The warming climate is causing animals to 'shapeshift'

Credit: CC0 Public Domain

Climate change is not only a human problem; animals have to adapt to it as well. Some "warm-blooded" animals are shapeshifting and getting larger beaks, legs, and ears to better regulate their body temperatures as the planet gets hotter. Bird researcher Sara Ryding of Deakin University in Australia describes these changes in a review published September 7th in the journal Trends in Ecology and Evolution.

"A lot of the time when change is discussed in , people are asking 'can humans overcome this?', or 'what technology can solve this?'. It's we recognized that animals also have to adapt to these changes, but this is occurring over a far shorter timescale than would have occurred through most of evolutionary time," says Ryding. "The climate change that we have created is heaping a whole lot of pressure on them, and while some will adapt, others will not."

Ryding notes that climate change is a complex and multifaceted phenomenon that's been occurring progressively, so it is difficult to pinpoint just one cause of the shapeshifting. But these changes have been occurring across wide geographical regions and among a diverse array of species, so there is little in common apart from climate change.

Strong shapeshifting has particularly been reported in birds. Several species of Australian parrot have shown, on average, a 4%–10% increase in bill size since 1871, and this is positively correlated with the summer temperature each year. North American dark-eyed juncos, a type of small songbird, had a link between increased bill size and short-term temperature extremes in cold environments. There have also been reported changes in mammalian species. Researchers have reported tail length increases in wood mice and tail and leg size increases in masked shrews.

This video abstract describes the main points of the Trends in Ecology & Evolution review "Shape shifting: Changing animal morphologies as a response to climatic warming." Credit: Ryding et al.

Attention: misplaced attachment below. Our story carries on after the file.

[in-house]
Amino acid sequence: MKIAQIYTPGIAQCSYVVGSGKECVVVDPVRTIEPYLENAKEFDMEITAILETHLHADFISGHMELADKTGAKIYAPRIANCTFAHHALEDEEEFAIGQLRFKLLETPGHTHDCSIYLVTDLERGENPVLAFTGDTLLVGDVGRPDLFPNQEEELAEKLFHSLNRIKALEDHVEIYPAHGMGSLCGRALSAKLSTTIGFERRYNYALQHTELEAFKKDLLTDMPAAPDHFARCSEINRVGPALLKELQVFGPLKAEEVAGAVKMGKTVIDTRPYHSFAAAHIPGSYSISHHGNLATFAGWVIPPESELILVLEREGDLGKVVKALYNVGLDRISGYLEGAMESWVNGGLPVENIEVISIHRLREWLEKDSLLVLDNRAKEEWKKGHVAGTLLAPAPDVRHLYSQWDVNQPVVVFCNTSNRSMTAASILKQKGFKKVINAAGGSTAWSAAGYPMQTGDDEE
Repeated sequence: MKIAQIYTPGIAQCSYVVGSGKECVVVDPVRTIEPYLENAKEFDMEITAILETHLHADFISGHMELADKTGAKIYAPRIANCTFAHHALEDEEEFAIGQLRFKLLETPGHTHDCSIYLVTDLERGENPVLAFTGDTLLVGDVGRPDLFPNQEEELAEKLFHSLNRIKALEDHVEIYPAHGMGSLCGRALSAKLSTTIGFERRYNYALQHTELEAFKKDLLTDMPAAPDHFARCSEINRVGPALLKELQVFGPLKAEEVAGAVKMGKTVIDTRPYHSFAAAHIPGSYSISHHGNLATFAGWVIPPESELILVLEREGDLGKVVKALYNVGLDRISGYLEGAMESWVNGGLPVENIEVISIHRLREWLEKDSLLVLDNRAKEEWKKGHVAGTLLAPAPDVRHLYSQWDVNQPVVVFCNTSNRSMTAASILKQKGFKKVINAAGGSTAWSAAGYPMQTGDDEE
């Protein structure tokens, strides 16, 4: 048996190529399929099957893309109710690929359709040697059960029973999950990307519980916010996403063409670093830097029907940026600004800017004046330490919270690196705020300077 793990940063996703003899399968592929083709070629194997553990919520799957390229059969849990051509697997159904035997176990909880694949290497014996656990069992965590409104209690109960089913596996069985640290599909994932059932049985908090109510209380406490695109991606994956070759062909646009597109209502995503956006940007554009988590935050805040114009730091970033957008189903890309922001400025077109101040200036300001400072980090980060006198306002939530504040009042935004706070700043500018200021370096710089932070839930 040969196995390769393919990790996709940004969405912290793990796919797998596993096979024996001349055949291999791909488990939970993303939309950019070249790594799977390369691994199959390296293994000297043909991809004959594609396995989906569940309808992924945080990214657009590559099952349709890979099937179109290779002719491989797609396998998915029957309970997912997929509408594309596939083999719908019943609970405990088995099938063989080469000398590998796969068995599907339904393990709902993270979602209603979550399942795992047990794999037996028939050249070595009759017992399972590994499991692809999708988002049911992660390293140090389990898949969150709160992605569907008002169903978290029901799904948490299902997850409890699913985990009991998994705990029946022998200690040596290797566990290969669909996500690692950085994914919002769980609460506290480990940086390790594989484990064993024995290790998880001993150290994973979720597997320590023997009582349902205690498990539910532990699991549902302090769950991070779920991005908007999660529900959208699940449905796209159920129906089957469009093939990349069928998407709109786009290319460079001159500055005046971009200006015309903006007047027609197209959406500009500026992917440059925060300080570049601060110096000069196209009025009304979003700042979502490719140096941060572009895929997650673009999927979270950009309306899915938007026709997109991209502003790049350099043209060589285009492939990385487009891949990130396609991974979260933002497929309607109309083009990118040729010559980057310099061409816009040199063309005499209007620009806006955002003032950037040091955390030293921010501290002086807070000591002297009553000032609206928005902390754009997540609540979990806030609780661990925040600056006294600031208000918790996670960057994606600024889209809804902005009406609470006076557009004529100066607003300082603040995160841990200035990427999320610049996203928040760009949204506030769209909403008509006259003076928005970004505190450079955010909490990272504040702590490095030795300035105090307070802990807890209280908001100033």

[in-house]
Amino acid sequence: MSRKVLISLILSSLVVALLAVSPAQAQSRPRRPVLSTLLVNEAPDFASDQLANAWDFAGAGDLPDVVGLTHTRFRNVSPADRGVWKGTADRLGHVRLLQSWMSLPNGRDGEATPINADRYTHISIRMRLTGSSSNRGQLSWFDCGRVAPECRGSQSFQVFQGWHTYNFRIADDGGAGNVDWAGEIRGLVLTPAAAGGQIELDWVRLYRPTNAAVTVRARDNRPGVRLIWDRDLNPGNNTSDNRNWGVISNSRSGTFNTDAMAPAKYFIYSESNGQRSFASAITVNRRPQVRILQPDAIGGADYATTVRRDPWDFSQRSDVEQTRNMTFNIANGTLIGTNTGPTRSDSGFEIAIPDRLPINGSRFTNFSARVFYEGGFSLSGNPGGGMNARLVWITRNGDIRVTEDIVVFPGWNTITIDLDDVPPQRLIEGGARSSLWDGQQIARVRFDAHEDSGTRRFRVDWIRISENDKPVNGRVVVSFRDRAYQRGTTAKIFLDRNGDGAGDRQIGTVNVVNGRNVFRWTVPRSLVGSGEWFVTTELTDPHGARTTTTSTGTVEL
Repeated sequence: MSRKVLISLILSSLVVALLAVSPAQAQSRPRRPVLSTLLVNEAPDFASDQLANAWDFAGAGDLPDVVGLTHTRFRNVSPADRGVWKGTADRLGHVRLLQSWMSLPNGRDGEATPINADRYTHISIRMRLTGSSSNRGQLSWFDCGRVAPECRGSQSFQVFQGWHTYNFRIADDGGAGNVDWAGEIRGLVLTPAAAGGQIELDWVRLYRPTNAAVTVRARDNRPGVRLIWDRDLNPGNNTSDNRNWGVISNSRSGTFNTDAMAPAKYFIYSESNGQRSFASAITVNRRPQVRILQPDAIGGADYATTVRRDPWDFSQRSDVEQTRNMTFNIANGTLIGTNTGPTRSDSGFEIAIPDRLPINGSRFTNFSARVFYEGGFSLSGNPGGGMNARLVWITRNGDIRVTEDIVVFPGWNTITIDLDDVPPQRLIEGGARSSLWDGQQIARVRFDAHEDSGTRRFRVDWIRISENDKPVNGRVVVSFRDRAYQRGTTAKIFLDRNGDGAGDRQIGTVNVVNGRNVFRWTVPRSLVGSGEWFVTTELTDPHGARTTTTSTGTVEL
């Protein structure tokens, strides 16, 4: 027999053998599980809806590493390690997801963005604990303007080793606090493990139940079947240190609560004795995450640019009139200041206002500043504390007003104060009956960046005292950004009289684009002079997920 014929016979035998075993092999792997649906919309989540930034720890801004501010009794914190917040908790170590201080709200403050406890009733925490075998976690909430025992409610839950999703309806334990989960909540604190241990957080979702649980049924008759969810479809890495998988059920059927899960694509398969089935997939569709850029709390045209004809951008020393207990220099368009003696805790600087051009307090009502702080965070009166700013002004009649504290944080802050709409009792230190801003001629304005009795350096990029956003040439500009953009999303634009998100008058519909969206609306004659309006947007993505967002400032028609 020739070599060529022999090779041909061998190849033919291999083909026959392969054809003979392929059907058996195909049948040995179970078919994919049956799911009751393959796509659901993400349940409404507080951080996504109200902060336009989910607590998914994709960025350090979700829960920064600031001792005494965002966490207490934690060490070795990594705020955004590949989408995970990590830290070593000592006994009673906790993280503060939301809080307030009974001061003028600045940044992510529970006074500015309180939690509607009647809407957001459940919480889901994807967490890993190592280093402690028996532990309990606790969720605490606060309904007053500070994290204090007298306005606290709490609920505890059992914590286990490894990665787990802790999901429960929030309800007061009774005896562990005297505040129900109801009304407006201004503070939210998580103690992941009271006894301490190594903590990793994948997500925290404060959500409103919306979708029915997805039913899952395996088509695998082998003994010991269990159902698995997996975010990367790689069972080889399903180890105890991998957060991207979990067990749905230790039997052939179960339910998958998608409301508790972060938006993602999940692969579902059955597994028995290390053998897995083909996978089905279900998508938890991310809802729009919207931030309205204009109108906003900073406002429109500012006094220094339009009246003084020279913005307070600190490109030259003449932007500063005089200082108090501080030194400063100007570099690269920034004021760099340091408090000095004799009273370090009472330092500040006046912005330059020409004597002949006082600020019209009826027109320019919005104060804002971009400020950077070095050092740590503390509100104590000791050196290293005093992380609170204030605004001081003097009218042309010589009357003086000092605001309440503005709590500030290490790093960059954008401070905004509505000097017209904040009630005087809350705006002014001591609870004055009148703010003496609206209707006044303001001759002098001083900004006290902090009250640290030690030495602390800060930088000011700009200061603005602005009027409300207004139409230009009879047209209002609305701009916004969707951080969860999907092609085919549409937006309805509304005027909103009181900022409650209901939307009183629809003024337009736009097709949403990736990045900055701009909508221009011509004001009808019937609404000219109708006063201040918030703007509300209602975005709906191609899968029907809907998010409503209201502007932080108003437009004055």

"The increases in appendage size we see so far are quite small—less than 10%—so the changes are unlikely to be immediately noticeable," says Ryding. "However, prominent appendages such as ears are predicted to increase—so we might end up with a live-action Dumbo in the not-so-distant future."

Next, Ryding intends to investigate shapeshifting in Australian birds firsthand by 3-D scanning museum bird specimens from the past 100 years. It will give her team a better understanding of which are changing appendage size due to climate change and why.

"Shapeshifting does not mean that animals are coping with and that all is 'fine,' says Ryding. "It just means they are evolving to survive it—but we're not sure what the other ecological consequences of these changes are, or indeed that all species are capable of changing and surviving."

More information: Trends in Ecology & Evolution, Ryding et al.: "Shape-shifting: changing animal morphologies as a response to climatic warming" … 0169-5347(21)00197-X  , DOI: 10.1016/j.tree.2021.07.006

Journal information: Trends in Ecology and Evolution

Provided by Cell Press

Citation: The warming climate is causing animals to 'shapeshift' (2021, September 7) retrieved 5 October 2023 from
This document is subject to copyright. Apart from any fair dealing for the purpose of private study or research, no part may be reproduced without the written permission. The content is provided for information purposes only.

Explore further

Birds are the 'canaries in the climate-change coal mine'


Feedback to editors